HONG KONG, CHINA – Rising private consumption and stronger intraregional trade will spur a pickup in growth in developing Asia in 2013 and 2014, as economic activity in the US and Europe remains in the doldrums, the Asian Development Bank (ADB) says in a major new report.
“The rebound in People’s Republic of China (PRC) and solid momentum in Southeast Asia are lifting the region’s pace after the softer performance of 2012,” said ADB Chief Economist Changyong Rhee. “Domestic spending, in particular consumption, is the main driver of the recovery, and is a welcome shift from the reliance on the markets of advanced economies.”
ADB’s flagship annual economic publication, Asian Development Outlook 2013 (ADO 2013), released today, forecasts gross domestic product (GDP) growth in developing Asia of 6.6% in 2013 and 6.7% in 2014. In 2012, the region grew 6.1%.
View infographic in higher resolution.The report warns that political risks linked to wrangling over the US debt ceiling, fatigue over tough austerity measures in the eurozone, and long simmering tensions over border disputes in Asia present the main threats to the near term outlook. It notes that the region’s favorable fiscal position cannot be taken for granted, with improved revenue efficiency, better governance, and other longer-term structural issues needing to be addressed.
The report projects stronger economic activity to spur renewed price pressures, with inflation seen moving up from 3.7% in 2012 to 4.0% in 2013 and 4.2% in 2014. These pressures remain manageable for now, but will need to be monitored closely, especially as strong capital inflows raise the specter of potential asset market bubbles.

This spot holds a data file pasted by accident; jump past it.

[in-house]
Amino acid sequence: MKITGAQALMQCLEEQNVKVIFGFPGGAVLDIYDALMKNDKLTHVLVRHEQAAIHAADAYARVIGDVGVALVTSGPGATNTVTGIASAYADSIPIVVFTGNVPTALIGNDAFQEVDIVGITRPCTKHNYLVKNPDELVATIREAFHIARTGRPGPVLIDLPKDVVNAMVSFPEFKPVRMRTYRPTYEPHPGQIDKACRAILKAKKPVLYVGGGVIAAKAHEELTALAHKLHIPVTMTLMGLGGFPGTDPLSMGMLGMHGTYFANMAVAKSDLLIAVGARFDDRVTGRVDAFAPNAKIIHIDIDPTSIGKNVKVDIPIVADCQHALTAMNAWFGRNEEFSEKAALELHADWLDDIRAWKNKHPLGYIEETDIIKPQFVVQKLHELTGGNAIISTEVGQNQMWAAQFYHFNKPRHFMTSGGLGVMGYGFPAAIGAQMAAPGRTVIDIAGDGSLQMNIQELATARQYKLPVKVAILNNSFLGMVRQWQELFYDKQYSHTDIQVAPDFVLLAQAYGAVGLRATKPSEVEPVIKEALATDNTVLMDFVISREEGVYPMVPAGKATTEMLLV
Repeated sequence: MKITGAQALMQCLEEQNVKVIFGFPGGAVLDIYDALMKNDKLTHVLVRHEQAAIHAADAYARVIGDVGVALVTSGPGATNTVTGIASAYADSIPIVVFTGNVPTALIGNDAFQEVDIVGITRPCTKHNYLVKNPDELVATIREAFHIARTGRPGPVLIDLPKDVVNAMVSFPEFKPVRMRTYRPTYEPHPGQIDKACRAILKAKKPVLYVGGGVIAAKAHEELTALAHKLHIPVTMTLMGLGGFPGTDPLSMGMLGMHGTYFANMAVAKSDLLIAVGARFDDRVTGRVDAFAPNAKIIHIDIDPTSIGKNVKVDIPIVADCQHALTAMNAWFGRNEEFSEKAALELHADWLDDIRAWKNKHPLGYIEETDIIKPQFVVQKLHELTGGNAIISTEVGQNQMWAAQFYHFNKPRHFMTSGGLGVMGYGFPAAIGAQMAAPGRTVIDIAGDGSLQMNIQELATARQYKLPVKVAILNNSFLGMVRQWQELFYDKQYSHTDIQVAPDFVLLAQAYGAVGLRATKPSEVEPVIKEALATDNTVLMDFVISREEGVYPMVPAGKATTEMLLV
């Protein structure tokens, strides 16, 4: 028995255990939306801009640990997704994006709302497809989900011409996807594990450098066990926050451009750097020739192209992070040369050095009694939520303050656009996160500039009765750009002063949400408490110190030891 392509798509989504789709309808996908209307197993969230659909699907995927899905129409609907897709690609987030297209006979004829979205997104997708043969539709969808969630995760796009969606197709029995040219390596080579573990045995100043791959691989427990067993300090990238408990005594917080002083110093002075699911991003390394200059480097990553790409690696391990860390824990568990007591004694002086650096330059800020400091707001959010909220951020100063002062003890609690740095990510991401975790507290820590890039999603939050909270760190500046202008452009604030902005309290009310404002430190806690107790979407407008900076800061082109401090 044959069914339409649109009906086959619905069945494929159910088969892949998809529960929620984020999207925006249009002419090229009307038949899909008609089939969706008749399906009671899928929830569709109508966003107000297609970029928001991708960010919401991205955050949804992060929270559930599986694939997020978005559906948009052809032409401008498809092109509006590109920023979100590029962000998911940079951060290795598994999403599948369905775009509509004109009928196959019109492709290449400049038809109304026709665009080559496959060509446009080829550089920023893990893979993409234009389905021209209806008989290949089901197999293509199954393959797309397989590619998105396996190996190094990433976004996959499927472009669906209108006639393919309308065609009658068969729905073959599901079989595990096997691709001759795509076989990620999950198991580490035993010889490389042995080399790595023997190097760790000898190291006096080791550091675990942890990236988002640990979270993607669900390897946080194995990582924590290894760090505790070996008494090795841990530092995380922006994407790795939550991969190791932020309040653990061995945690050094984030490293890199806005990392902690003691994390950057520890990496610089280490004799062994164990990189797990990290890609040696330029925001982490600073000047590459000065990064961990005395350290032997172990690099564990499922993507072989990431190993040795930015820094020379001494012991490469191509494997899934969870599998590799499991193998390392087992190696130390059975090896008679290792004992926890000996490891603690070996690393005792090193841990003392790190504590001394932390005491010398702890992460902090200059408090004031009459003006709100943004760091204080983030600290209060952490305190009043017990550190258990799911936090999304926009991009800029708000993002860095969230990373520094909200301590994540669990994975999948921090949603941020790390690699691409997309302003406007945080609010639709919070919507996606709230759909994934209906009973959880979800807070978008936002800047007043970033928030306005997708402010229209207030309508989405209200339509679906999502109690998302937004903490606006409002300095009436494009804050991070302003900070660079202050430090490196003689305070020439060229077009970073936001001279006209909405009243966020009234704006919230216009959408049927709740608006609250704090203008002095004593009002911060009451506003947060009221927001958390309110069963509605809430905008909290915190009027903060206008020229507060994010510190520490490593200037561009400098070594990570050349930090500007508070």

Across the subregions, East Asia will set the pace with the highest projected growth of 7.1% in 2013 and the same in 2014. The PRC—the world’s second largest economy—is forecast to expand 8.2% in 2013 on the back of rising domestic demand and improved exports, with spillover benefits for neighboring economies. Growth will edge back slightly to 8.0% in 2014 as the government moves to cool pressure on the environment and to address income inequality.
South Asia will see a turnaround after two years of economic softening, with growth estimated at 5.7% in 2013 and 6.2% in 2014. India will lead the upturn, with projected growth of 6.0% and 6.5%, but the world’s second most populous country is still struggling to realize its full potential, with structural and policy issues inhibiting investment.
Southeast Asia was the only subregion to see growth accelerate year-on-year in 2012, led by a recovery in Thailand and strong public spending in the Philippines. This buoyancy is set to continue on the back of robust consumption, rising investment and increased intraregional trade, with GDP growth projected at 5.4% in 2013 and 5.7% in 2014. The impending startup of the ASEAN Economic Community in 2015 will enlarge trade volumes within this bloc of dynamic economies, helping to diversify export markets, the report says.
Higher public spending, particularly in Kazakhstan and Azerbaijan, will boost Central Asia, with projected growth of 5.5% in 2013 and 6.0% in 2014. The completion of some major public construction projects, including a large liquefied natural gas pipeline in Papua New Guinea (PNG), will see growth in the Pacific cool slightly to 5.2% in 2013. Growth in the Pacific is expected to bounce back to 5.5% in 2014 as exports commence from the PNG pipeline and elsewhere in the subregion new public construction activity gets under way, including post-cyclone reconstruction work. A promising pickup in tourist numbers should also benefit some smaller Pacific economies.